How much better would your long game be if you knew how to focus and visualize the positive outcome of the shot you were about to play?  I'd wager too many mid - high handicappers see the trouble and or allow bad swing thoughts to creep into their minds before hitting a long/approach shot.

post #260 of 514
Quote:
Originally Posted by amac View Post

 

How much better would your long game be if you knew how to focus and visualize the positive outcome of the shot you were about to play?  I'd wager too many mid - high handicappers see the trouble and or allow bad swing thoughts to creep into their minds before hitting a long/approach shot.

 

Yes, good swing thoughts portend good shots. Bad ones...

post #261 of 514

So I do apologize if this has been brought up in the pages before, but here it goes anyway.  

 

For the sake of argument, let's assume two basic groups for the game; that is a mid-to high-handicapper's mental game vs a low-to-scratch handicapper's mentality.  They are pretty diverse groups, with a large span in between each group (20 HC and 10 HC are both considered mid to high, and 5 and scratch are both low and scratch), so it's intentionally broad in scope.  

 

The key to understanding the balance between the short and long game is to summarize the goal of good golf; creating opportunity.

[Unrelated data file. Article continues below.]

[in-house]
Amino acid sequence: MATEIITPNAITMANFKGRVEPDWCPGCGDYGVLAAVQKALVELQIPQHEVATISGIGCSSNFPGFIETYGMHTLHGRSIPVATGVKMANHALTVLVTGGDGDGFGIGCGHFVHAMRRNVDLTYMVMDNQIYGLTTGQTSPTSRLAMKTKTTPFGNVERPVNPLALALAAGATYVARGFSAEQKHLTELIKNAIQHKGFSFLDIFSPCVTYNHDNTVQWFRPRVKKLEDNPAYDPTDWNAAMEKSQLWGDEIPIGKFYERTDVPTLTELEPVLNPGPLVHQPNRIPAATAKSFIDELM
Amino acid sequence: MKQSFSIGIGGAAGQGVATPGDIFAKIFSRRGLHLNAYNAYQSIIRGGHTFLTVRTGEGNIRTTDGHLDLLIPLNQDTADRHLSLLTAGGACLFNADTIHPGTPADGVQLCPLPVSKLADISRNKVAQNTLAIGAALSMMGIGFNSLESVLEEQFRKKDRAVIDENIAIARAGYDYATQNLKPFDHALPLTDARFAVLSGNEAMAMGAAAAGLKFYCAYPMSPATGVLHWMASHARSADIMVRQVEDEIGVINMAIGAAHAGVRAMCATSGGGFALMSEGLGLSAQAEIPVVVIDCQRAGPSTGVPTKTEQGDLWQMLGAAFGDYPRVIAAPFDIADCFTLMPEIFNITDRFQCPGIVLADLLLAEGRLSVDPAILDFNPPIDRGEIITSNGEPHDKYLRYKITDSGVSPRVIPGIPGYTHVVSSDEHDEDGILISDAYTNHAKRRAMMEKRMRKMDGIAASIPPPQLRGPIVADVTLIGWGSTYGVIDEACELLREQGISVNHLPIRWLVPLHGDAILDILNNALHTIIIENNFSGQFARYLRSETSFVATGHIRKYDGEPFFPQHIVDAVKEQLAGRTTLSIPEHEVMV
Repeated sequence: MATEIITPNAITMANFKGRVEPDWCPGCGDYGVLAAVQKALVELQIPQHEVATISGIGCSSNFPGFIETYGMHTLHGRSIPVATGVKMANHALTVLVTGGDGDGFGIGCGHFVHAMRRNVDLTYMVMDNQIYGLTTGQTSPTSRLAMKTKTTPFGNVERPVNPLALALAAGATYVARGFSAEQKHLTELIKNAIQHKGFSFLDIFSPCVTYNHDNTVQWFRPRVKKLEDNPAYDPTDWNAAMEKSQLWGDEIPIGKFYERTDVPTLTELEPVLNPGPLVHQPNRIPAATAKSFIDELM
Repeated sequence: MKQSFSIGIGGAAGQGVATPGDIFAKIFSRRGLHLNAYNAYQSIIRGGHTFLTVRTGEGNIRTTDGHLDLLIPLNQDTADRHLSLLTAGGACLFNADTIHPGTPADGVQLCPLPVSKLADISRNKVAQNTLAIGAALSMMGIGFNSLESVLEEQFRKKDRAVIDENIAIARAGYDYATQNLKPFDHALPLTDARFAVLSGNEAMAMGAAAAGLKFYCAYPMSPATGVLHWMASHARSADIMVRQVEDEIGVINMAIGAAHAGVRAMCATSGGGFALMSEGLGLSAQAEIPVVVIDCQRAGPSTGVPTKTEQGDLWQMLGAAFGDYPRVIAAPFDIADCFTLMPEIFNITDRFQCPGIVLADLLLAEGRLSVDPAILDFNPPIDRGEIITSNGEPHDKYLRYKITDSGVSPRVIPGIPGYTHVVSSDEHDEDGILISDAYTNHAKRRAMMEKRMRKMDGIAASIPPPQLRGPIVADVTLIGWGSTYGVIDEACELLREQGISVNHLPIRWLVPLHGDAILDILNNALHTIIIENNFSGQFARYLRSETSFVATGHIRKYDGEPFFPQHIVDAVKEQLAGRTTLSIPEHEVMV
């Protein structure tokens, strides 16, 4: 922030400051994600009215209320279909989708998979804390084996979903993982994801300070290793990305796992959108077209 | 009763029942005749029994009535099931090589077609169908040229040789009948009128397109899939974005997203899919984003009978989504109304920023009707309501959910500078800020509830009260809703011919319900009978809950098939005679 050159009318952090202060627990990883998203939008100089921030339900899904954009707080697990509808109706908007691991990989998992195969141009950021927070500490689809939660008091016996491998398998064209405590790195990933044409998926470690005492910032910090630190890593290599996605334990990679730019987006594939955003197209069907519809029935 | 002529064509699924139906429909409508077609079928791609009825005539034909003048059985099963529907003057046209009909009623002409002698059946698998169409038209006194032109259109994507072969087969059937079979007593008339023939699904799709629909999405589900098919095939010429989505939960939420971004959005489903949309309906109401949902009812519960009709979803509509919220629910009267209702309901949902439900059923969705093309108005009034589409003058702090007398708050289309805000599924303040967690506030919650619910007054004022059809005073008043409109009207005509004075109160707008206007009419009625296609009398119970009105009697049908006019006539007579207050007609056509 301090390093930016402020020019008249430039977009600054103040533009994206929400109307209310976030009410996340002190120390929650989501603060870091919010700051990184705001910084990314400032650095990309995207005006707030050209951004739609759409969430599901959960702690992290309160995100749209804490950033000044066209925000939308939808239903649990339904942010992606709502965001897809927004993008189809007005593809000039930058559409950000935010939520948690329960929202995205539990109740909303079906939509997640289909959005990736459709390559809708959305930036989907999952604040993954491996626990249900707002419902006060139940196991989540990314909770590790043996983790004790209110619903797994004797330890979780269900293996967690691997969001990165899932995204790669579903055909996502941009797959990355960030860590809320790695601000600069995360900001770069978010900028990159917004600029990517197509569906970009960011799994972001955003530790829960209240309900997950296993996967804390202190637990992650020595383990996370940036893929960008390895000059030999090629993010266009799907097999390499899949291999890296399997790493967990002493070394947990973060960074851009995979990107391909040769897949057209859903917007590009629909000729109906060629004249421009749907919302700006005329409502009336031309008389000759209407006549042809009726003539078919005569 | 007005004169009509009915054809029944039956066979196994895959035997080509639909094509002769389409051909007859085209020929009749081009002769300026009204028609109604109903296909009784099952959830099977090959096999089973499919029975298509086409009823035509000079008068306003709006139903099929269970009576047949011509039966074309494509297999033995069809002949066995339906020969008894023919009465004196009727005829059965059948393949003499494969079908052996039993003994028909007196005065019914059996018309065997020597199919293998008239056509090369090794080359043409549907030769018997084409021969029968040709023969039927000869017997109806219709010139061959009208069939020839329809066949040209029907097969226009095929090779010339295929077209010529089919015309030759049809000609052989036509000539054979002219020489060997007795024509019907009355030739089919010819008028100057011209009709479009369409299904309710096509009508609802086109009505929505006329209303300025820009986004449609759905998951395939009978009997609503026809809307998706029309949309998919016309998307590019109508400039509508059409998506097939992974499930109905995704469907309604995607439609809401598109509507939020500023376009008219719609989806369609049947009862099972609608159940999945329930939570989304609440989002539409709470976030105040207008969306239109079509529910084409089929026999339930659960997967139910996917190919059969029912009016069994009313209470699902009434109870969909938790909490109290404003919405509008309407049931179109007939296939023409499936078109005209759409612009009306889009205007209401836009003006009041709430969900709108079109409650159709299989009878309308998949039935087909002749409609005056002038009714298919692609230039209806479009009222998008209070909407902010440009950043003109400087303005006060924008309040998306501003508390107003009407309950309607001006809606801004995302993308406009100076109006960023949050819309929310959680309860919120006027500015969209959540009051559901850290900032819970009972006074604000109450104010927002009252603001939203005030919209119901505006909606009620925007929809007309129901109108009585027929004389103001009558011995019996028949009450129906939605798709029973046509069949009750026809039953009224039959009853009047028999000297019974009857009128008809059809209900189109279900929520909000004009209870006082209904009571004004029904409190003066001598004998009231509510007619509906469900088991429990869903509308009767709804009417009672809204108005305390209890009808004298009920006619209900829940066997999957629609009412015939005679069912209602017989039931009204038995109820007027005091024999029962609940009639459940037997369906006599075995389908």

I've read on this website somewhere that the difference between a 20 HC and a 10 HC is closer than the difference between the 5 HC and the scratch.  This is probably because as a 10 HC player, you make generally fewer mistakes than the 20 HC player, but they are similar in nature (mental errors are fewer but not extinct; basic form issues are minimized (OTT-like issues); and our misses on the green are similar (putts are generally a similar distance away, with a larger percentage of the 10 HC player's wedge shots getting closer than the 20 HC player)).  10 HC players also have a larger arsenal of recovery shots in their toolbox; I know it took me forever to pull off a good punch shot from under the trees, and now it's a good go-to shot based on the conditions.  But IN GENERAL, there are more similarities than differences between the 10 and 20 HC player. A similarity is that the long game is generally  not as consistent (not good or bad, but consistent) with the mid to high HC players.  Drives are not always in the fairway; hybrid and FW shots are not always laid up well; sometimes you're playing from the rough more often than not; etc.   These are generally lost shots; it's difficult to consistently make par from these areas.  You don't create opportunity when you slice every other hole, you are fighting the course.  The Best way, not the easiest, or the fastest, but the best way, is to get the ball on the fairway.  The only way you're keeping the ball on the fairway is by keeping it in play off the tee.  So generally, the best way to create opportunities to score well for the high handicapper is to keep the ball in play off the tee, or the long game.